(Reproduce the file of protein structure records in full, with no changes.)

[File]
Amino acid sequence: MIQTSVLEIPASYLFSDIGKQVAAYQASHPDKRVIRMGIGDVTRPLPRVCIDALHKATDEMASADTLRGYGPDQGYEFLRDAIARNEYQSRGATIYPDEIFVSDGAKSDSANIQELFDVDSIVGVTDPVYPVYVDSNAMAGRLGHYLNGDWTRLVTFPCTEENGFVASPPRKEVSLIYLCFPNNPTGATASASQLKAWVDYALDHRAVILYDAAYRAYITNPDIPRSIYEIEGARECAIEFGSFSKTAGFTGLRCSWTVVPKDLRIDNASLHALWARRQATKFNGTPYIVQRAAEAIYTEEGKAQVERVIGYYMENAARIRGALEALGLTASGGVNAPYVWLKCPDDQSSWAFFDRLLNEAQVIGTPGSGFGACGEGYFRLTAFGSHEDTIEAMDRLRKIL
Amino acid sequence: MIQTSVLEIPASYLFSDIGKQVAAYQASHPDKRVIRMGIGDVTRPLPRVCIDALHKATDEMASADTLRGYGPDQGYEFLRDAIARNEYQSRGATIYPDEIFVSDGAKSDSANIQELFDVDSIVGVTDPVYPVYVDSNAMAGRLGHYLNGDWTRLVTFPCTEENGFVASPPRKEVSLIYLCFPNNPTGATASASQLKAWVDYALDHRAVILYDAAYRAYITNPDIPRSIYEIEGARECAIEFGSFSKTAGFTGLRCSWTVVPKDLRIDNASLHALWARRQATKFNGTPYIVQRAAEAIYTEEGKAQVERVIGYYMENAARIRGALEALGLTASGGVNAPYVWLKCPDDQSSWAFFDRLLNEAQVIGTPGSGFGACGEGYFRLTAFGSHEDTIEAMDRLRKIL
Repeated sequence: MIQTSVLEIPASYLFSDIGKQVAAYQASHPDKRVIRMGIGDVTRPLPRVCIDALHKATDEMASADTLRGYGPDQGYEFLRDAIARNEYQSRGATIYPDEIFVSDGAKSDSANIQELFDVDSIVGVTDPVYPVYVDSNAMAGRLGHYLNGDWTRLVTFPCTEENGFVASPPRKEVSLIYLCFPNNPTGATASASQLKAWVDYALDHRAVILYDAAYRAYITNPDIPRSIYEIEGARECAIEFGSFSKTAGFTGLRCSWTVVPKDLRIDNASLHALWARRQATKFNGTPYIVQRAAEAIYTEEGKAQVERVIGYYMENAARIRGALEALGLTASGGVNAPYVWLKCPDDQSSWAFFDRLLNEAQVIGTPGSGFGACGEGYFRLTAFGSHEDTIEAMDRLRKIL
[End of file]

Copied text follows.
Amino acid sequence: MIQTSVLEIPASYLFSDIGKQVAAYQASHPDKRVIRMGIGDVTRPLPRVCIDALHKATDEMASADTLRGYGPDQGYEFLRDAIARNEYQSRGATIYPDEIFVSDGAKSDSANIQELFDVDSIVGVTDPVYPVYVDSNAMAGRLGHYLNGDWTRLVTFPCTEENGFVASPPRKEVSLIYLCFPNNPTGATASASQLKAWVDYALDHRAVILYDAAYRAYITNPDIPRSIYEIEGARECAIEFGSFSKTAGFTGLRCSWTVVPKDLRIDNASLHALWARRQATKFNGTPYIVQRAAEAIYTEEGKAQVERVIGYYMENAARIRGALEALGLTASGGVNAPYVWLKCPDDQSSWAFFDRLLNEAQVIGTPGSGFGACGEGYFRLTAFGSHEDTIEAMDRLRKIL
Amino acid sequence: MIQTSVLEIPASYLFSDIGKQVAAYQASHPDKRVIRMGIGDVTRPLPRVCIDALHKATDEMASADTLRGYGPDQGYEFLRDAIARNEYQSRGATIYPDEIFVSDGAKSDSANIQELFDVDSIVGVTDPVYPVYVDSNAMAGRLGHYLNGDWTRLVTFPCTEENGFVASPPRKEVSLIYLCFPNNPTGATASASQLKAWVDYALDHRAVILYDAAYRAYITNPDIPRSIYEIEGARECAIEFGSFSKTAGFTGLRCSWTVVPKDLRIDNASLHALWARRQATKFNGTPYIVQRAAEAIYTEEGKAQVERVIGYYMENAARIRGALEALGLTASGGVNAPYVWLKCPDDQSSWAFFDRLLNEAQVIGTPGSGFGACGEGYFRLTAFGSHEDTIEAMDRLRKIL
Repeated sequence: MIQTSVLEIPASYLFSDIGKQVAAYQASHPDKRVIRMGIGDVTRPLPRVCIDALHKATDEMASADTLRGYGPDQGYEFLRDAIARNEYQSRGATIYPDEIFVSDGAKSDSANIQELFDVDSIVGVTDPVYPVYVDSNAMAGRLGHYLNGDWTRLVTFPCTEENGFVASPPRKEVSLIYLCFPNNPTGATASASQLKAWVDYALDHRAVILYDAAYRAYITNPDIPRSIYEIEGARECAIEFGSFSKTAGFTGLRCSWTVVPKDLRIDNASLHALWARRQATKFNGTPYIVQRAAEAIYTEEGKAQVERVIGYYMENAARIRGALEALGLTASGGVNAPYVWLKCPDDQSSWAFFDRLLNEAQVIGTPGSGFGACGEGYFRLTAFGSHEDTIEAMDRLRKIL